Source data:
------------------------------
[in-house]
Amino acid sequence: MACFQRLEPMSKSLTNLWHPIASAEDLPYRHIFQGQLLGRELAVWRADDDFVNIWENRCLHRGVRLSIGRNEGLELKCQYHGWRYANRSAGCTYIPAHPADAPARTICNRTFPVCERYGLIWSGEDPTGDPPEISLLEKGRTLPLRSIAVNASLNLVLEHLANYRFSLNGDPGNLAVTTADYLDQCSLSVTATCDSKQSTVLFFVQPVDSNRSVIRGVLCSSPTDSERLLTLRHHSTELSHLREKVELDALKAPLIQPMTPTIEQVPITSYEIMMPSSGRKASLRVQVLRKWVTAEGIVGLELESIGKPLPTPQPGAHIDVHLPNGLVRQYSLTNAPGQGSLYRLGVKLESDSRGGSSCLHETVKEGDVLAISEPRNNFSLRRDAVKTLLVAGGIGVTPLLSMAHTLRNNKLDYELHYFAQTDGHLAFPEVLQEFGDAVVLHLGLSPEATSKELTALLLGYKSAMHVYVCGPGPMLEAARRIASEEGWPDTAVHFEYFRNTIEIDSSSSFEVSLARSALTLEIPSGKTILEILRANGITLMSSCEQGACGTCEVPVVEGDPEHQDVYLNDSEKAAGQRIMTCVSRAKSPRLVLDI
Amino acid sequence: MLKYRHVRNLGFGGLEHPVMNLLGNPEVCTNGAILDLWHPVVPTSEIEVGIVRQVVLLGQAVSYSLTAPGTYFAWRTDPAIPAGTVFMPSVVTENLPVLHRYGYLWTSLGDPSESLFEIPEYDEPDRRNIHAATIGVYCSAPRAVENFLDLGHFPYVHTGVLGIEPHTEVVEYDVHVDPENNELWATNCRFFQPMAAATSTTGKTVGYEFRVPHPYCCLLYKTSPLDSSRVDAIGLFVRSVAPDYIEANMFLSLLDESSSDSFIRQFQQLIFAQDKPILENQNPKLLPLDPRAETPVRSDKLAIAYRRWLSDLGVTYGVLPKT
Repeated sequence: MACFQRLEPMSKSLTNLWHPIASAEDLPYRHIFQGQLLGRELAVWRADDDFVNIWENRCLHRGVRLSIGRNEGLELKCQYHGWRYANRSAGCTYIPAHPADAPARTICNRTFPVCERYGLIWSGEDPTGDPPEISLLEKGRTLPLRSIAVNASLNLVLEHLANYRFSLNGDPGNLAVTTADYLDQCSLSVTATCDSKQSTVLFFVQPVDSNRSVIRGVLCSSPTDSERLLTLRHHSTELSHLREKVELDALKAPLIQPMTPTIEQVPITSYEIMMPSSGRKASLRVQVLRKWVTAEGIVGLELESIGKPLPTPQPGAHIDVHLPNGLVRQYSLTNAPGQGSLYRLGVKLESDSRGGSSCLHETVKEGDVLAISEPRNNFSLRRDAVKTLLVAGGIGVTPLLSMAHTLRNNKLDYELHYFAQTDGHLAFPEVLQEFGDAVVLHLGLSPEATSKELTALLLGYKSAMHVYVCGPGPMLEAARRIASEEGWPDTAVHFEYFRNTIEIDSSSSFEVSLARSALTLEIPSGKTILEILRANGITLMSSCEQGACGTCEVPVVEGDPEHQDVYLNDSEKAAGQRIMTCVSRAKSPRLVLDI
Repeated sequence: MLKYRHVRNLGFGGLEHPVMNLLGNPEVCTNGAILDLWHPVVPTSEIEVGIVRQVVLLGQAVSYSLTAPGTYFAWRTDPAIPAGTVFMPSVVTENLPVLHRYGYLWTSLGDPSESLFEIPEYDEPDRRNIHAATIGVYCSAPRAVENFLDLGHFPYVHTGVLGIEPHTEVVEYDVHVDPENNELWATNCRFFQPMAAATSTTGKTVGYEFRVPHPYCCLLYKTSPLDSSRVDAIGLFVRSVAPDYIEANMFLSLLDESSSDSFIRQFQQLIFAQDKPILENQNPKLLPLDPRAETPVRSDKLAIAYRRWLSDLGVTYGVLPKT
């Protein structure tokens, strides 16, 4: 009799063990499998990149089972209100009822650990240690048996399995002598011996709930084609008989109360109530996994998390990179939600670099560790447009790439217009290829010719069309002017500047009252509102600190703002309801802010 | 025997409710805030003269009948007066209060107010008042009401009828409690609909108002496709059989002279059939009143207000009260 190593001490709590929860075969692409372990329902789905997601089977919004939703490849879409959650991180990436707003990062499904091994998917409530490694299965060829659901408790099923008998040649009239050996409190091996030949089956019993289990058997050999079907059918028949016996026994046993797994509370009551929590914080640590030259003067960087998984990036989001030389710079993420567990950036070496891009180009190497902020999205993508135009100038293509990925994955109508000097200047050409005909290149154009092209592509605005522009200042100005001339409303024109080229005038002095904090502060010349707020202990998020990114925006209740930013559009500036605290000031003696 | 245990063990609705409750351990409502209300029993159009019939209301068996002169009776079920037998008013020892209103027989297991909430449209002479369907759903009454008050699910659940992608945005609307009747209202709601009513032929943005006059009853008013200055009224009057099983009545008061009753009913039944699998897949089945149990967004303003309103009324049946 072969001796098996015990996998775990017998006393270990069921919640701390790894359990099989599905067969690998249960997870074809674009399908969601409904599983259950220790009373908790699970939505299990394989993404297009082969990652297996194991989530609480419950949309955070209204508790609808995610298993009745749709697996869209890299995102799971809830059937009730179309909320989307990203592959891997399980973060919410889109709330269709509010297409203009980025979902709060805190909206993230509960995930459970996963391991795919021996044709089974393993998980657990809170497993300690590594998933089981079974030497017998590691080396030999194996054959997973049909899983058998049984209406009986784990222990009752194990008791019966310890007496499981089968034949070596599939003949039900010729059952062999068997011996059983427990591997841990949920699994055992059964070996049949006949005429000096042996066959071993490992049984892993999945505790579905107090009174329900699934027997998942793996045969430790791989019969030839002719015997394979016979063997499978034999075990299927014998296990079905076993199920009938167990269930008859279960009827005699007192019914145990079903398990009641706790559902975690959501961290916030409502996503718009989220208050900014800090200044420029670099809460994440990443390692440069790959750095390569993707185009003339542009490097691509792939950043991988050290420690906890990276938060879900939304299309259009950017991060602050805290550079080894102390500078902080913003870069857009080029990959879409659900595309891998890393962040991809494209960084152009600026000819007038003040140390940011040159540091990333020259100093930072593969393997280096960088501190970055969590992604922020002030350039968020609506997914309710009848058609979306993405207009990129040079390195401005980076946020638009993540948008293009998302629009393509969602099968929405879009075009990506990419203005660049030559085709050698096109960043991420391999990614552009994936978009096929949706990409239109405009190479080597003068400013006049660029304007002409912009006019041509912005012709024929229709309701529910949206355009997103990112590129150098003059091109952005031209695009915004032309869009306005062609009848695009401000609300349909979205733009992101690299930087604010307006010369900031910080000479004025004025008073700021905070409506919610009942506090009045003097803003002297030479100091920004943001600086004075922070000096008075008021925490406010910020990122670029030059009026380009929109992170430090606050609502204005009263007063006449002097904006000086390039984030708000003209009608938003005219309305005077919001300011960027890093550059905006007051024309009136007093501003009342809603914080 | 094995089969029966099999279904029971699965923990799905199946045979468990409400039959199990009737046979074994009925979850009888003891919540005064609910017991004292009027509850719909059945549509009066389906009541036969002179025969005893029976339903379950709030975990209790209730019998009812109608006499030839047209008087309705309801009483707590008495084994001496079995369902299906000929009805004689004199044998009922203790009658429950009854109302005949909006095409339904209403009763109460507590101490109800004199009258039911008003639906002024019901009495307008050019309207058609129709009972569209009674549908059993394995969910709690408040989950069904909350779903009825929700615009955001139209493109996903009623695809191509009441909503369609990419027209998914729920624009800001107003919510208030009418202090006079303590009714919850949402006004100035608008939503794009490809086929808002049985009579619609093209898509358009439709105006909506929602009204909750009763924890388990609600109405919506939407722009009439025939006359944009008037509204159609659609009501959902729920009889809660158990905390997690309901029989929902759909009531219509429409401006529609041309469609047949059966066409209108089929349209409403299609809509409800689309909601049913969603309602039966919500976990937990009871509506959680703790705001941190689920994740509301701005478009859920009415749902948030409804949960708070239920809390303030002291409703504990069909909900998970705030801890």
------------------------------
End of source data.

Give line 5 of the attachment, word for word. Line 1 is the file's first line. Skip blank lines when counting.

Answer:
Repeated sequence: MLKYRHVRNLGFGGLEHPVMNLLGNPEVCTNGAILDLWHPVVPTSEIEVGIVRQVVLLGQAVSYSLTAPGTYFAWRTDPAIPAGTVFMPSVVTENLPVLHRYGYLWTSLGDPSESLFEIPEYDEPDRRNIHAATIGVYCSAPRAVENFLDLGHFPYVHTGVLGIEPHTEVVEYDVHVDPENNELWATNCRFFQPMAAATSTTGKTVGYEFRVPHPYCCLLYKTSPLDSSRVDAIGLFVRSVAPDYIEANMFLSLLDESSSDSFIRQFQQLIFAQDKPILENQNPKLLPLDPRAETPVRSDKLAIAYRRWLSDLGVTYGVLPKT